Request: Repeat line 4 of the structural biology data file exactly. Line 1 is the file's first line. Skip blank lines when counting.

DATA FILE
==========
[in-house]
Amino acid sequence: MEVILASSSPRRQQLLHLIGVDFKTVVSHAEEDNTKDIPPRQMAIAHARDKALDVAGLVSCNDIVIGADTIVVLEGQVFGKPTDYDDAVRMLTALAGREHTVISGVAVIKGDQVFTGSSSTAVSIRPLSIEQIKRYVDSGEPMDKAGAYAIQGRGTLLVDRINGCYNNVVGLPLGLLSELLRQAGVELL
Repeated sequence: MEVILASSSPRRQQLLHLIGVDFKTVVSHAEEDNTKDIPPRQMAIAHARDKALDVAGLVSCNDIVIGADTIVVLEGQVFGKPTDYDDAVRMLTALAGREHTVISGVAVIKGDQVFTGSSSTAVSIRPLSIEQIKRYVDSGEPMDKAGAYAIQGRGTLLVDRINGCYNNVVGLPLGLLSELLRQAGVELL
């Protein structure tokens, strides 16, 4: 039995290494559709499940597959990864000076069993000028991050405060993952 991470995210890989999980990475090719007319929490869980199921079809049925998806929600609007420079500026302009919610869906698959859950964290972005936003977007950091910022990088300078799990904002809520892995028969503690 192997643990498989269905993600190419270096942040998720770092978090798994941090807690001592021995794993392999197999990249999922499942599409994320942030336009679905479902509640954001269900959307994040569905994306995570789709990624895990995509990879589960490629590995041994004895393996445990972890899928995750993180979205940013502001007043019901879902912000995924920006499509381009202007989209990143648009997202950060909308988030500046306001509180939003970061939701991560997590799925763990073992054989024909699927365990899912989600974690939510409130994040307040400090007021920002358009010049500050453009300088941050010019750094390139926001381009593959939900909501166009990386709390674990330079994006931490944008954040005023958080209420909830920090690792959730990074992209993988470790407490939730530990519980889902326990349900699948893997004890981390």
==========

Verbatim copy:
């Protein structure tokens, strides 16, 4: 039995290494559709499940597959990864000076069993000028991050405060993952 991470995210890989999980990475090719007319929490869980199921079809049925998806929600609007420079500026302009919610869906698959859950964290972005936003977007950091910022990088300078799990904002809520892995028969503690 192997643990498989269905993600190419270096942040998720770092978090798994941090807690001592021995794993392999197999990249999922499942599409994320942030336009679905479902509640954001269900959307994040569905994306995570789709990624895990995509990879589960490629590995041994004895393996445990972890899928995750993180979205940013502001007043019901879902912000995924920006499509381009202007989209990143648009997202950060909308988030500046306001509180939003970061939701991560997590799925763990073992054989024909699927365990899912989600974690939510409130994040307040400090007021920002358009010049500050453009300088941050010019750094390139926001381009593959939900909501166009990386709390674990330079994006931490944008954040005023958080209420909830920090690792959730990074992209993988470790407490939730530990519980889902326990349900699948893997004890981390």